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Decarbonizing imperative for Pakistan, experts agree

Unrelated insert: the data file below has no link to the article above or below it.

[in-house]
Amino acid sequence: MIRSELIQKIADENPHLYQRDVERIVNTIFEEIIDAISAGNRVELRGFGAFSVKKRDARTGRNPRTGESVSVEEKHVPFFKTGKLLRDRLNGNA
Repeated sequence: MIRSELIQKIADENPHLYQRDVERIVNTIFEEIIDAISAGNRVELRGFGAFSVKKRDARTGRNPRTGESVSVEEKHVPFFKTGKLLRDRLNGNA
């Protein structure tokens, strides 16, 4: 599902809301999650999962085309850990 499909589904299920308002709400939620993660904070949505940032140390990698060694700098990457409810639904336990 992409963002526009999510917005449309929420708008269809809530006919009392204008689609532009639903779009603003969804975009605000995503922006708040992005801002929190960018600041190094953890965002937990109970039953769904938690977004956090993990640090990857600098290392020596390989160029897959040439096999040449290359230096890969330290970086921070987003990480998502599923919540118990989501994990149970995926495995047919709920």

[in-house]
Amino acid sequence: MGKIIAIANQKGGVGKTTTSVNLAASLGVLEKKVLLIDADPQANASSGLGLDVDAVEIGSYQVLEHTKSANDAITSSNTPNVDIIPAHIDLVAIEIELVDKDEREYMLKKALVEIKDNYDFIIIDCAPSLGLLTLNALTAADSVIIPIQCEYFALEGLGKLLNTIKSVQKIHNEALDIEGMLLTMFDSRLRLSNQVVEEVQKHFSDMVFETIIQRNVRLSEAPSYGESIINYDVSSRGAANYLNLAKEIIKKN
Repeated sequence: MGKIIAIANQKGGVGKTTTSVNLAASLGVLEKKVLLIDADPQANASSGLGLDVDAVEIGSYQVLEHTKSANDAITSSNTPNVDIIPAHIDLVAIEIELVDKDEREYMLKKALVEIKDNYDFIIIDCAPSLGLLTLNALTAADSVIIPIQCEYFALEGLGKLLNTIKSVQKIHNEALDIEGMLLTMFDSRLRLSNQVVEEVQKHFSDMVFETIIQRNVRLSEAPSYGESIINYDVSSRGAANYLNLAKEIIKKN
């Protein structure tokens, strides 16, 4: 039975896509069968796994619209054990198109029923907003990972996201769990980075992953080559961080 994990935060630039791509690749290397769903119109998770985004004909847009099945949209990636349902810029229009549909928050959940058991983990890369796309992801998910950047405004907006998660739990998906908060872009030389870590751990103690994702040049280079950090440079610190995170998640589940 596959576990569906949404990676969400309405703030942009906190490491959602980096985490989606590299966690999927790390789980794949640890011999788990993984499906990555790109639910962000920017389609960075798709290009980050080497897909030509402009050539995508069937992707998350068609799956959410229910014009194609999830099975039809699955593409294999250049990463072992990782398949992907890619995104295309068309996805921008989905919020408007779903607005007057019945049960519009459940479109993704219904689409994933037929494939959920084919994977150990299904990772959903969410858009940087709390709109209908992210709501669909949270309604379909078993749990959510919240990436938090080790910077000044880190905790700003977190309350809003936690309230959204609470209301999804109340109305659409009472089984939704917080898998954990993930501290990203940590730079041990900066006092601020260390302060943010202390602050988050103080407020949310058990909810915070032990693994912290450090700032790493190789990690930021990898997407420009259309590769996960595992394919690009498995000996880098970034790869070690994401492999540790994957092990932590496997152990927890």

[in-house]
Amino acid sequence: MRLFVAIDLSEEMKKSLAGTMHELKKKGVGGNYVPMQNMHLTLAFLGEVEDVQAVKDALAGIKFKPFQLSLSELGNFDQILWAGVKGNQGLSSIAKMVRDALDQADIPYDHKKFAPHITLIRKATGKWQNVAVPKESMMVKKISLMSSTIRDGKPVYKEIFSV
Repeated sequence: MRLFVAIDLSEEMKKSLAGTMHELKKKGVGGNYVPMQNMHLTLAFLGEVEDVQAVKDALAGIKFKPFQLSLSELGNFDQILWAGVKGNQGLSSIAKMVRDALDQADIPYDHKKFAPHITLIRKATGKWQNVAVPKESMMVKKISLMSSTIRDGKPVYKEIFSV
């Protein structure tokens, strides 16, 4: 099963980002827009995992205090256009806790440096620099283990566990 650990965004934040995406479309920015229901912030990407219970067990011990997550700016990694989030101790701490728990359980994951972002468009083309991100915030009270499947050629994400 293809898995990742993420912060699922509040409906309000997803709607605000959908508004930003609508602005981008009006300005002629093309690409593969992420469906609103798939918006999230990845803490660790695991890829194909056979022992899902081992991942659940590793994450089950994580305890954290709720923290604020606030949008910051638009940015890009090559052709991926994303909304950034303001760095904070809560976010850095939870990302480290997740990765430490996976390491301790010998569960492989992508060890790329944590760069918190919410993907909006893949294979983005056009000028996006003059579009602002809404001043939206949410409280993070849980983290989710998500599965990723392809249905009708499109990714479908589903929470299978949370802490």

Mahnoor Ansar ISLAMABAD: While decarbonization is the need of the hour for Pakistan, it required some serious multi-level steps involving a blend of policy and advocacy, agreed a panel of experts at a roundtable discussion titled, “Decarbonazation of the Energy Sector: Options for Pakistan” organized by the Institute of Regional Studies (IRS). The discussion was organized by the Strengthening Climate Resilience Program at the Institute. The experts agreed that increasing global warming was mainly due to human-centric activities and required immediate attention. There was a need to de-couple human activities from the growing fossil fuel addiction and China had a crucial role in generation of alternate renewable energy resources, particularly his prime expertise of solar power generation in the whole world. Dr Khalid Waleed, Research Lead on Energy at the Sustainable Development Policy Institute (SDPI) said that incentivization of the renewable energy sector was imperative in the present times. He added that currently Pakistan was surrounded with challenge(s) of Economy, Energy and Environment (the three Es) which required immediate attention. The fact that the three were interlinked made it increasingly difficult to address them individually. Expensive fuel imports annually had resulted in gradual shift to utilizing carbon-based solutions to fulfill energy needs at home and this had multiplied the aforementioned challenge manifold. A coordinated integration of our renewable energy and environment policy with our economic policy was the need of the hour, he proposed. Dr khalid Waleed further said that it was important to realize that mere limiting carbon utilization in the power sector was not enough for Pakistan to achieve complete decarbonization we need use minimalistic approach in our life style. In terms of incentivization of the renewable energy sector, sector coupling could be considered as one approach to move forward in addition to infrastructure development and public awareness. Mr Syed Aqeel Hussain Jafri, Director Policy and International Cooperation at Alternative Energy Development Board (AEDB) said that energy transition was a global phenomenon at present and that different countries across the globe had already transitioned into utilizing clean energy options, keeping in consideration the factor of climate change. He said that Pakistan’s energy situation had some peculiarities wherein the country had hydro-based power generation mechanisms during the 70s and 80s which eventually transformed into fossil fuel usage later on. There was a serious need to formulate long-term plans for power generation as was done in the energy sector globally, he added. Additionally, complete decarbonization required a total overhaul of lifestyles and interventions on domestic, national and policy levels, he said. Mr Song, Executive Deputy Director Port Qasim Electric Power Company (Private) Limited was of the opinion that economy was the fundamental issue for Pakistan right now. With the right amount of capital in hand Pakistan could avail numerous opportunities to improve its power generation. One proposition could be to combine small hydro projects with gas turbine generators to maximize output, he said. He added that a smart metering system could also be used to improve the current situation. Ambassador Nadeem Riyaz, President Institute of Regional Studies (IRS) in his concluding remarks said that the challenges for Pakistan were immense, including energy shortfalls, environmental hazards, an underperforming economy, governance challenges and lack of data which was an impediment in research and development on critical areas of concern. Most important issue however, he added, was the inconsistency in policy execution. As a way forward, it was imperative for Pakistan to deal with its inconsistent energy demand patterns, appropriate usage of resources in agricultural sector, and water wastage, coordinated advocacy campaigns to raise awareness about the reality of climate change and its related challenges among the people. Additionally, there was a need for development of a stable policy as instability on the policy front was a major impediment to financing and attracting more foreign contracts, he said.





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